And Why Executives Should Care…
Threats to network security seem to get announced weekly. Global ransomware attacks like WannaCry cause havoc around the world and billions of dollars in losses. Businesses are actually shuttering due to network attacks that disable, and even delete, critical data and infect supporting IT Systems. These threats are said to be the fault of bad actors who want to destroy our businesses or extort money from us. The reality is a little more complex, and some of the threat can come of third-party software patching practices.
Often a simple lack of software hygiene and proper vulnerability patch management can pose a significant, and preventable, threat to cybersecurity. Nearly every major attack we’ve seen has exploited known vulnerabilities that had patches available to close them. While thousands of companies suffered, the impacts of the attacks were avoided by those who were serious about closing vulnerabilities through software patching.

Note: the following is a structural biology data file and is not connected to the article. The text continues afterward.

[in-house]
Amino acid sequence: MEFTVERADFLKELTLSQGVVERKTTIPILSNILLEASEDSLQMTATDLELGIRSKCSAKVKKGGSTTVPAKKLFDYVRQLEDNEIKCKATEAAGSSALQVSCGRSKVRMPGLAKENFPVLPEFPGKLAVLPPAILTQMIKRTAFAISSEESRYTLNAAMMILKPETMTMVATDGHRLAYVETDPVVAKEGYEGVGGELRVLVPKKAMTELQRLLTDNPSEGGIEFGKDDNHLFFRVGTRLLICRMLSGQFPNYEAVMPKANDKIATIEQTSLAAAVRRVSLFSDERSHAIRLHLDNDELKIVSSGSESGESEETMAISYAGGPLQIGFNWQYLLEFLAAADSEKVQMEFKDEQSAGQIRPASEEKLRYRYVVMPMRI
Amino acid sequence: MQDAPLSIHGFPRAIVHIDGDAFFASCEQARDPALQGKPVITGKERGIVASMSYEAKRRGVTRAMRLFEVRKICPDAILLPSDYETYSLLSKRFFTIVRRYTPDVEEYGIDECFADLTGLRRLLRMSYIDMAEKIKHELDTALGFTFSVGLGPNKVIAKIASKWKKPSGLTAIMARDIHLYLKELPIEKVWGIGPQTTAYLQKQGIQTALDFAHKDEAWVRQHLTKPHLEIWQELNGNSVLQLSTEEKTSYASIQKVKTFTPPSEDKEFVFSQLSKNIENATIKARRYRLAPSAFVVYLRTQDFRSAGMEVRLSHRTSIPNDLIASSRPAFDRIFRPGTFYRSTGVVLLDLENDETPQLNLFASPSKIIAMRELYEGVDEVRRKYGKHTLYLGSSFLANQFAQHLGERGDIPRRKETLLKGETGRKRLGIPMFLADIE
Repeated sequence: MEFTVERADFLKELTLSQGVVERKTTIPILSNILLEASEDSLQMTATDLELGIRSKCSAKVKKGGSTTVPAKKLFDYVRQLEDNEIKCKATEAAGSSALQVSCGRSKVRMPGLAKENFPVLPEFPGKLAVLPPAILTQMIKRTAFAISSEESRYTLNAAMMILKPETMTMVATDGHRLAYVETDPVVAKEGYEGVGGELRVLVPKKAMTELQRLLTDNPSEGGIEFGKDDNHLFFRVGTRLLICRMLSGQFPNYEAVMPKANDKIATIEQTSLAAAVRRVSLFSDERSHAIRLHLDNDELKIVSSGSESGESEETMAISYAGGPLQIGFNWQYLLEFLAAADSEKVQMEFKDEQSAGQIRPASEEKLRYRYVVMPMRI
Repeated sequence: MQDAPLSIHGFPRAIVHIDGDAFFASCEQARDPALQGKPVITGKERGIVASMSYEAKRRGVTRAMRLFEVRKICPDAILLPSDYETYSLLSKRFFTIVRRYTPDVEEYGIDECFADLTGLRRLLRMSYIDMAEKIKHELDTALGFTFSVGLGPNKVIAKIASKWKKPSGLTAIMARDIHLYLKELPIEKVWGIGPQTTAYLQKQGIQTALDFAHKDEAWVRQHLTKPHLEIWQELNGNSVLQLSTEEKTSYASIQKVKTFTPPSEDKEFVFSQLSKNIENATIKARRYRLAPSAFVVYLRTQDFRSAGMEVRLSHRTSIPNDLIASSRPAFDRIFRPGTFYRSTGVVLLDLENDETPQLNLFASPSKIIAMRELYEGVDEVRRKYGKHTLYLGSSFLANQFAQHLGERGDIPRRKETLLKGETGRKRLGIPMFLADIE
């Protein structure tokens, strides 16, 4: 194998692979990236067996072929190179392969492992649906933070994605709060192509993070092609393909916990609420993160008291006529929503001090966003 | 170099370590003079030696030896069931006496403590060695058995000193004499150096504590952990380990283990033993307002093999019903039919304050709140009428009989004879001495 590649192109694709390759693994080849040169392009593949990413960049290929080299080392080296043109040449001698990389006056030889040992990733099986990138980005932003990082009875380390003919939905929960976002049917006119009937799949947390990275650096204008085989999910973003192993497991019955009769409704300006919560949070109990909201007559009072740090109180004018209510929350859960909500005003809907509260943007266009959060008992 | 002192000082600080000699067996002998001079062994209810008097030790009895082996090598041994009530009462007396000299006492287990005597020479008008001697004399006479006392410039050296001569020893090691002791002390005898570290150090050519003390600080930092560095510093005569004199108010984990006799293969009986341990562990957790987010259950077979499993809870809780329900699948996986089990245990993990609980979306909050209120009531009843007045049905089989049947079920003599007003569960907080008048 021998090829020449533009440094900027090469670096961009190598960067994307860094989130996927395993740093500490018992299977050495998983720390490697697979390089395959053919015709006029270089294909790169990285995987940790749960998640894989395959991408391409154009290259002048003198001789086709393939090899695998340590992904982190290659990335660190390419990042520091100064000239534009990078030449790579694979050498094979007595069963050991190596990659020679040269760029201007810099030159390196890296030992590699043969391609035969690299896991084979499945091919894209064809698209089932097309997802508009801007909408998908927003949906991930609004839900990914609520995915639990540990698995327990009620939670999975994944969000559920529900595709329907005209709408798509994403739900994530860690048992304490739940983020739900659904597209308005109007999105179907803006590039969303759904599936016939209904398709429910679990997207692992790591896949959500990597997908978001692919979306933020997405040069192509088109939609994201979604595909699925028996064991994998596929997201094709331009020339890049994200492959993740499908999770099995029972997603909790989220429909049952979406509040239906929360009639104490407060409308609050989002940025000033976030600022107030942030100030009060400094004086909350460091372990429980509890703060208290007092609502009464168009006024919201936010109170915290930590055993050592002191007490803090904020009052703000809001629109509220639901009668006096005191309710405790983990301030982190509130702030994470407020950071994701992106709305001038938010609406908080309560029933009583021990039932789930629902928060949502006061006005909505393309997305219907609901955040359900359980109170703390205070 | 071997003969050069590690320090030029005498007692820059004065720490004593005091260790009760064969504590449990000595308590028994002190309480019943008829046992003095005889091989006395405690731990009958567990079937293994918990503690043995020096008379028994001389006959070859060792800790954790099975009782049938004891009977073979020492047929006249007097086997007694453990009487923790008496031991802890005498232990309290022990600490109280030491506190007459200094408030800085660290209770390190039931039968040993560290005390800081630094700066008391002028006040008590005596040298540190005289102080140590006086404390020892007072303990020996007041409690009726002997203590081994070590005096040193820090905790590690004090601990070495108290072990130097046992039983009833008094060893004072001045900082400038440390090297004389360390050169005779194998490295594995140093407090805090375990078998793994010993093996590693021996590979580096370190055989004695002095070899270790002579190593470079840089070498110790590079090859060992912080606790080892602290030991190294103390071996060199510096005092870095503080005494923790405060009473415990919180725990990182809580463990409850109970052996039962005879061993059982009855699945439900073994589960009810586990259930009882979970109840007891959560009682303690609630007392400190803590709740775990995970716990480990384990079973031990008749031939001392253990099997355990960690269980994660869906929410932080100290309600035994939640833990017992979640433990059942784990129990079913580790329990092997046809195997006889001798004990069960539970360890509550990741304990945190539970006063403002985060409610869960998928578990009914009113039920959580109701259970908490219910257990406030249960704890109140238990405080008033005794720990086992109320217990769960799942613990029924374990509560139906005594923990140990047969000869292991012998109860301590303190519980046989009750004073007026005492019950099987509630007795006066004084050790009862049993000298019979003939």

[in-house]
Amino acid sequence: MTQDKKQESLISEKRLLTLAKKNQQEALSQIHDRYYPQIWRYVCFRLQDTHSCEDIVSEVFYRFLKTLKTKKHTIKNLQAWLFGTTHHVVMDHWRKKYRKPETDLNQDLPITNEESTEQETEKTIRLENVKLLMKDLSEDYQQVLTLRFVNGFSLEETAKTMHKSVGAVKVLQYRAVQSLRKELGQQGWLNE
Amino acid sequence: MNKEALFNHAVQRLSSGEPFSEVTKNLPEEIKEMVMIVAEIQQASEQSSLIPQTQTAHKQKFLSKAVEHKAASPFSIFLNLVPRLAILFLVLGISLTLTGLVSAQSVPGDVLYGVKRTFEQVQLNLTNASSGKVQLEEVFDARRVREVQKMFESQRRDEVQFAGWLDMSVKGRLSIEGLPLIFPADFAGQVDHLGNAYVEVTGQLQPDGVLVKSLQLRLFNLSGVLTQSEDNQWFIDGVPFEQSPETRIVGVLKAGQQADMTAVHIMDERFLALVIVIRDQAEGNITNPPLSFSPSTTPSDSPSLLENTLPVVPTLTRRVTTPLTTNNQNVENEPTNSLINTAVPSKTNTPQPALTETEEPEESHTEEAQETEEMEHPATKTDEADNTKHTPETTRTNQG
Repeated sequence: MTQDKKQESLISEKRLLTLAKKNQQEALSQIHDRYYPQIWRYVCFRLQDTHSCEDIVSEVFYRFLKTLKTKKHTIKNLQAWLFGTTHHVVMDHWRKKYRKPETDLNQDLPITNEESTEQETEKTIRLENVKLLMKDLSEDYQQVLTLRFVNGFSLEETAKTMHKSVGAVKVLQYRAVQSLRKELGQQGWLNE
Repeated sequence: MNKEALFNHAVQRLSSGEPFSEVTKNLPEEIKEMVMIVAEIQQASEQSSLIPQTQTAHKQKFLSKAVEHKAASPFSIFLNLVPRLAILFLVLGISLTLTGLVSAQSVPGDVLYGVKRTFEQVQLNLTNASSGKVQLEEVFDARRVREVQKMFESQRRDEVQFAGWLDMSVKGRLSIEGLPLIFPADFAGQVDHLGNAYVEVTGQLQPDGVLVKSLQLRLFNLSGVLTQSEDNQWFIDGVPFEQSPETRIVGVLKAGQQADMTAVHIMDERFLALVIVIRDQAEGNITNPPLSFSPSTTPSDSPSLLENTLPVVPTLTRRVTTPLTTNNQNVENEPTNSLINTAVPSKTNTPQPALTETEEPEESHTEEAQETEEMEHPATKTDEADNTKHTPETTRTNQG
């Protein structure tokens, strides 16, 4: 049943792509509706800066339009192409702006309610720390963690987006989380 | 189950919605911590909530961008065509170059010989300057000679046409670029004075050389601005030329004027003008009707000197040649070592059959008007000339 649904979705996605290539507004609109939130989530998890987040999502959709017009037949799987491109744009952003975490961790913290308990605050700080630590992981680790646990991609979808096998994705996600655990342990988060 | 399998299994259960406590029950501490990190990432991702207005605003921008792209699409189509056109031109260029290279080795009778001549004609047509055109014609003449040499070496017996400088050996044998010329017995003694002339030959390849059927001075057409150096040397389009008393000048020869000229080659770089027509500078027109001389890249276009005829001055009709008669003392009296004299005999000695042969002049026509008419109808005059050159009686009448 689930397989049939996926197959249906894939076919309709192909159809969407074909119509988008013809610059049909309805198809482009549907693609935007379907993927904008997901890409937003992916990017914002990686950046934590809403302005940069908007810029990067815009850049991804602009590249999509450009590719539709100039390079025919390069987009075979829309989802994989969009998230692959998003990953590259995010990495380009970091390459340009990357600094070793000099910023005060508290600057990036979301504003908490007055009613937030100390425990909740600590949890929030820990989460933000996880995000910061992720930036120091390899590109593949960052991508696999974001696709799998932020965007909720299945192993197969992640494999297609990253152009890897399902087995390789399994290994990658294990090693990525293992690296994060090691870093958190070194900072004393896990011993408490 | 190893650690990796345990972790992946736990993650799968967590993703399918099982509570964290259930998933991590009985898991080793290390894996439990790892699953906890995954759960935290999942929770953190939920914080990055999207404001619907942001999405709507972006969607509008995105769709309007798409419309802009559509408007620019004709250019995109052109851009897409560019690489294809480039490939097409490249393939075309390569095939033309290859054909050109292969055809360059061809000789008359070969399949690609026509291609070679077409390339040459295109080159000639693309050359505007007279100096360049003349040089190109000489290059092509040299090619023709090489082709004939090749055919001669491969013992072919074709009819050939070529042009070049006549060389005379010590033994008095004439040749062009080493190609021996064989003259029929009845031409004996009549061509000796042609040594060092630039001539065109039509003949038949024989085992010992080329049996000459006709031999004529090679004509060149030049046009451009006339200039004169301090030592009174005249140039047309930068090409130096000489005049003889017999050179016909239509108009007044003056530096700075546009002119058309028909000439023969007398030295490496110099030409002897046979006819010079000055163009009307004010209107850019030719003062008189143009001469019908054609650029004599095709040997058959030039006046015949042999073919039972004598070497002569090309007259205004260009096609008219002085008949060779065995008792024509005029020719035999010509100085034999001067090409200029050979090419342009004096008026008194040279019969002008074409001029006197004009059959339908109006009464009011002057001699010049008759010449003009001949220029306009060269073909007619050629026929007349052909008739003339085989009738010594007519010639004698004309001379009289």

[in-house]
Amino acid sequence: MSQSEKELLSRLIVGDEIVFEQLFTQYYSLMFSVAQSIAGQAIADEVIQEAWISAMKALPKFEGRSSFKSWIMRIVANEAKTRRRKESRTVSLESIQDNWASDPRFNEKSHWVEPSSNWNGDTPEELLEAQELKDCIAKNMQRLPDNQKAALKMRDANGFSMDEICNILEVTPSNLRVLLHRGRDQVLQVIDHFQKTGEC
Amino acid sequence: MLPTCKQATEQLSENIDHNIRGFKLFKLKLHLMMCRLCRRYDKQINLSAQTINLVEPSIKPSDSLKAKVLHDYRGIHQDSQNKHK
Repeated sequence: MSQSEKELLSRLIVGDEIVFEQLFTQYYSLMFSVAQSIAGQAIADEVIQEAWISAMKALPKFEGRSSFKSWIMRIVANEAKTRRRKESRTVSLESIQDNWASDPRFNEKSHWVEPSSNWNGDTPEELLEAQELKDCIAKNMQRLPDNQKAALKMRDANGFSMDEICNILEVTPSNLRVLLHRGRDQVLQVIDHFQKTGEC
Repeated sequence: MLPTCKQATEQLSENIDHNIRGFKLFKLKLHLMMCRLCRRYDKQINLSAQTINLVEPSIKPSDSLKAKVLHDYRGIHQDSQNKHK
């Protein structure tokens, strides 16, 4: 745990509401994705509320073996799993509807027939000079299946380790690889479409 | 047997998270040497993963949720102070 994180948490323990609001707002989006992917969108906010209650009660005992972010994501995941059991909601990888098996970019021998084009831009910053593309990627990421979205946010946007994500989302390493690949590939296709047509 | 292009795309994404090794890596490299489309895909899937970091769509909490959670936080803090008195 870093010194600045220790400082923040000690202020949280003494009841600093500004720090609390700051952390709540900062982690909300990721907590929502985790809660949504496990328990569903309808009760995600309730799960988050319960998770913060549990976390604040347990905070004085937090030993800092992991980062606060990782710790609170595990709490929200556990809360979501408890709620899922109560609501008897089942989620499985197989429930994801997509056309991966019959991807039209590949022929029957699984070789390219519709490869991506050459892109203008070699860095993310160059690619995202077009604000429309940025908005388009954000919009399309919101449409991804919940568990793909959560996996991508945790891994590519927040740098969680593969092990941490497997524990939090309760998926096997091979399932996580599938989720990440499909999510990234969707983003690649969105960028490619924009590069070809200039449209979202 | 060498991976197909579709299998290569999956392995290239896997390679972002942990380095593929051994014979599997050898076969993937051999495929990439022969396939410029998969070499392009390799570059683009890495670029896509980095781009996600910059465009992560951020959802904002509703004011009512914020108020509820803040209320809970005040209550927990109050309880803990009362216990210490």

While many companies are somewhat effective at patching core Operating System (OS) software, they are far less disciplined at keeping third-party software current. Third-party software is software that works with an operating system, but is written by professionals not associated with the operating system maker. Software such as the Adobe Suite, Java, and even iTunes and the Firefox browser, require consistent patch hygiene. Mid-sized and large enterprises can have literally tens of thousands of instances and hundreds of software variants in their organizations. Even small companies have a variety of software being leveraged in daily operations. Every single piece of software, if left unpatched, is a door to attacking a system.
Keeping software secure from vulnerabilities through patching can be complex and time consuming. It often involves after-hours work and system downtime. It takes planning and post-deployment testing. With that said, we cannot forget that including third-party patches in the software patching process is critical.
Patching is the single most impactful defensive action we can take. In order for patching to be effective as a defense, it has to be as close to 100% complete as possible. It only takes one unpatched system to be a launch point for a cascading attack…don’t be the next victim.